The narrative for the Mets-Royals World Series pretty much writes itself. Can Kansas City's strikeout-averse bats, which just put up possibly the most impressive contact season ever, overcome New York's flamethrowing arms, which threw a higher percentage of pitches at 95 mph or higher than anyone in recorded history?
It's been well-reported that the Royals fared well against pitches of 95 mph or higher, ranking first in batting average, second in slugging and first in contact percentage, and therefore it's inferred that they'll have an advantage in the World Series.
But is that advantage actually real? We tend to use 95 mph as a dividing line for elite heat, but velocity can't simply be cut into two buckets like that. Ninety-six mph isn't 99 mph; 87 mph isn't 94 mph. It's worth wondering if the Royals would look so productive if we'd simply made the cut at 93 mph or 97 mph rather than 95 mph. Either way, the Mets won't be throwing only hard heat.
So let's do something different. In order to make it more specific to what Kansas City will actually see, let's take New York's postseason pitching numbers and split them into several Statcast™ velocity buckets -- 12 percent came in between 91-93 mph, 24 percent were thrown between 94-96 mph, and so on. Then, we can see how well the Royals performed against each bucket over the course of the season. We'll use batting average, because its main flaw (walks are good and shouldn't be ignored) is less glaring when we're talking about batted balls.
Since batting average is really just a percentage -- saying someone hit .200 is the same thing as saying they got a hit 20 percent of the time -- for the purposes of these charts, the same scale will work for both numbers.
What we can see is a trend that both supports and refutes the theory. That is, it's true that the harder the ball is pitched, the better the Royals tend to do. They hit just .220 on pitches 87 mph and below, 23rd-best in baseball, and 13th in the 87-89 mph range, but they are in the top three in the next three buckets.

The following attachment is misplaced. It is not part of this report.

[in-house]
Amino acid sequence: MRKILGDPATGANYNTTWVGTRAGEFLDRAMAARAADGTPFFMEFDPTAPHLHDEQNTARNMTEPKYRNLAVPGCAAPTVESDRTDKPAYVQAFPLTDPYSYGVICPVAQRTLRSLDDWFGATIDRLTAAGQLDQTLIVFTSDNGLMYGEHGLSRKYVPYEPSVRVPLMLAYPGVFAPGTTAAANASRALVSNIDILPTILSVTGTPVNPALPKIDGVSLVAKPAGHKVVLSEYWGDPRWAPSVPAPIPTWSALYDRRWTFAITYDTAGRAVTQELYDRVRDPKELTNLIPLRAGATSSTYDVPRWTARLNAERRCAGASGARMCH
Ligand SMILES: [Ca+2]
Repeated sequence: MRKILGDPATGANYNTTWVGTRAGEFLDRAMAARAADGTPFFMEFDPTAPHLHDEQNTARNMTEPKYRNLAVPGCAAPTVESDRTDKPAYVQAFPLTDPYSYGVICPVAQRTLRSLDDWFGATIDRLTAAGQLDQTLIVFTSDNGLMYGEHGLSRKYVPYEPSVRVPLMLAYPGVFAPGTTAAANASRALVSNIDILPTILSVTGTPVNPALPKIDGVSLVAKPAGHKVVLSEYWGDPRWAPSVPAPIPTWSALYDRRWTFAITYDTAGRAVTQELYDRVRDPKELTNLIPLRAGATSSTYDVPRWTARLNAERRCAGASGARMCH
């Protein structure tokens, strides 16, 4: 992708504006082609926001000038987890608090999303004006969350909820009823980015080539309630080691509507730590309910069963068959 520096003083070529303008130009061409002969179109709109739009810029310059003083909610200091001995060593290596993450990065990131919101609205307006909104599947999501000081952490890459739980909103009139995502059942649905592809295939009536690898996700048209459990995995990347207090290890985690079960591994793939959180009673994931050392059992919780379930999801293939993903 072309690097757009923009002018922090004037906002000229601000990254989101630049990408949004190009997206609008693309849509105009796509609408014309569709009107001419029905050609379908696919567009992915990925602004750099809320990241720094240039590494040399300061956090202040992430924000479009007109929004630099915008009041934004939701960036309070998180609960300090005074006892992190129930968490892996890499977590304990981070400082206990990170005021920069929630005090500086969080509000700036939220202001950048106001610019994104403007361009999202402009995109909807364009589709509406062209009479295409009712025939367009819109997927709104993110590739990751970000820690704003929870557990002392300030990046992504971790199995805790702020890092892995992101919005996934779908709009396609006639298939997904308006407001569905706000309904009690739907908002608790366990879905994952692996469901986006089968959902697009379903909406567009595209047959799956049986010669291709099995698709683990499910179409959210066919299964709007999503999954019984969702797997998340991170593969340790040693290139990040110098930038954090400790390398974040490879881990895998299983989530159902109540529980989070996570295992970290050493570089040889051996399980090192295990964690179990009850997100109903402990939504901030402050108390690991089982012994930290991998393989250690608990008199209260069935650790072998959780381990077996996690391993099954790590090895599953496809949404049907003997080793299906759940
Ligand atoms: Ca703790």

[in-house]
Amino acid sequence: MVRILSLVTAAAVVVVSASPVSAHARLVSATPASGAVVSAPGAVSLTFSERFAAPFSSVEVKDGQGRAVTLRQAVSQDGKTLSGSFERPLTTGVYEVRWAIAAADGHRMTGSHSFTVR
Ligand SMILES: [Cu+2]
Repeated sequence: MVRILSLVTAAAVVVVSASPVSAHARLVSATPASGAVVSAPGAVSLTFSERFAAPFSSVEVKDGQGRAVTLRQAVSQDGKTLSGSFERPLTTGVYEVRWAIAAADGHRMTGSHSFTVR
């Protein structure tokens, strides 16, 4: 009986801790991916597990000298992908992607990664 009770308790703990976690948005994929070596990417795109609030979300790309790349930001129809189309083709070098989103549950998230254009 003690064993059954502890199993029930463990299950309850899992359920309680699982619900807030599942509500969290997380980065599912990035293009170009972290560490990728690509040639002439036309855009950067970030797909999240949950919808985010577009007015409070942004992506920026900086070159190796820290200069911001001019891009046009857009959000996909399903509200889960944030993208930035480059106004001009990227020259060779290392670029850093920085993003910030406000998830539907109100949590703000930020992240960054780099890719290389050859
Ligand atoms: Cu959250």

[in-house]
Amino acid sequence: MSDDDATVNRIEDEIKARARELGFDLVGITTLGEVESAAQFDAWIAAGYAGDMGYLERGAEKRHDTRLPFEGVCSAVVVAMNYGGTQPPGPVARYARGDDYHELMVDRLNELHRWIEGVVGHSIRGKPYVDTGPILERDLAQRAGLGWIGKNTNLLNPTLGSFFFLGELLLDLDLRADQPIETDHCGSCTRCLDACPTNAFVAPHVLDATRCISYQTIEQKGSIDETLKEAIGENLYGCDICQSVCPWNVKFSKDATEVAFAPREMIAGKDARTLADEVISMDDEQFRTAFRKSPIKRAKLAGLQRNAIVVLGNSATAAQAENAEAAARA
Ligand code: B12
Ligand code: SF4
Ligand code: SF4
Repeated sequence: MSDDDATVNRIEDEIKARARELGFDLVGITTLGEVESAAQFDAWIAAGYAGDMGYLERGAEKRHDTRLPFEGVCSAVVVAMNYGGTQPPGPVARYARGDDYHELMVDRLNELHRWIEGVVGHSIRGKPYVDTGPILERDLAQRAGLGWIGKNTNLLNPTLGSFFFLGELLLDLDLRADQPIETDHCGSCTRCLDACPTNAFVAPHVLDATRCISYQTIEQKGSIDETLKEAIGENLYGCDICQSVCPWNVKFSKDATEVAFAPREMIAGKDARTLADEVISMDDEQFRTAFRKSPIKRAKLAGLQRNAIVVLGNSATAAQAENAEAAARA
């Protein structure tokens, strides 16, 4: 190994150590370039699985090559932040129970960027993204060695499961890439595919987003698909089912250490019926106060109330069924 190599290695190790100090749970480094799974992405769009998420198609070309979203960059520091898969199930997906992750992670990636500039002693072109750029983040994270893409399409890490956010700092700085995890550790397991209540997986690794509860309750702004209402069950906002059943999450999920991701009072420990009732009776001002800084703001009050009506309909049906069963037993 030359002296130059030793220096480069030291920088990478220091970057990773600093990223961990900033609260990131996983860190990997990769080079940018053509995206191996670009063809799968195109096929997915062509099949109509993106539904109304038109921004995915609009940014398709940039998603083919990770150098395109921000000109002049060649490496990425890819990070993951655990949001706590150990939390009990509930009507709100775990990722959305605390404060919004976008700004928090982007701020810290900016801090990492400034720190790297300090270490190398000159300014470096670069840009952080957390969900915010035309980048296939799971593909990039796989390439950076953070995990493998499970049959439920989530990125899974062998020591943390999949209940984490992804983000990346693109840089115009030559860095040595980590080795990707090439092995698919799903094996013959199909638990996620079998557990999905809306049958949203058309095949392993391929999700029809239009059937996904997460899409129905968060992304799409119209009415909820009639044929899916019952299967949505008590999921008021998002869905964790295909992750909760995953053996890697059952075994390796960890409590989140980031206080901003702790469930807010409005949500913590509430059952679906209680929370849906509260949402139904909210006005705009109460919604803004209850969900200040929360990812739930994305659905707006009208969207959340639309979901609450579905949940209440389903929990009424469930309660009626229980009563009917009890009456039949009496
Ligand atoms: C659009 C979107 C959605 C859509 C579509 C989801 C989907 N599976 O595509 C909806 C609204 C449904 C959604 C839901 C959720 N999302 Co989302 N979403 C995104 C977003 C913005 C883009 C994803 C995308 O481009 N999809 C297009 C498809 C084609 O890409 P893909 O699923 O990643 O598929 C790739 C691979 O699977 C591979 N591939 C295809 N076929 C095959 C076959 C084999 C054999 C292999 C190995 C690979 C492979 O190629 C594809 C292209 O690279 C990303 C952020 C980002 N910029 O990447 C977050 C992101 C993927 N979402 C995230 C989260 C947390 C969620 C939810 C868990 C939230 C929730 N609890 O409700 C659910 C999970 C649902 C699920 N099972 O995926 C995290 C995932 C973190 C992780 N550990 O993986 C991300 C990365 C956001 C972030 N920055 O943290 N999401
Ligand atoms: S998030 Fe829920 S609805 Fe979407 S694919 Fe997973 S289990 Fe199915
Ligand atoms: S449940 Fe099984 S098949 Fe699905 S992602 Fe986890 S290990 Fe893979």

Of course, the Mets throw their highest percentage of pitches at 87 or below, 26.2 percent of their postseason pitches, in fact, which makes sense. It's not just Bartolo Colon; it's Jacob deGrom complementing his fastball with a lethal changeup and Matt Harvey missing plenty of bats with his curveball. So in that sense, the Royals' biggest weakness is the Mets' biggest strength.
It's a little different when it comes to making contact, as Kansas City's strikeout percentage generally follows the velocity trend, which is true for most teams. (Though the 100 mph and up bucket looks like an outlier, the samples there are extremely small and are somewhat misleading.) Again, though, the worst performance for the Royals is in the bucket the Mets utilize the most often. They really stand apart in that 94-96 mph range.
Kansas City hits heat well. New York throws it well. It's not an advantage for either side. It's what the Royals do against those slow curveballs, changups and sliders that could make all the difference.
Mike Petriello is an analyst for MLB.com and the host of the Statcast podcast. He has previously written for ESPN Insider and FanGraphs. This story was not subject to the approval of Major League Baseball or its clubs.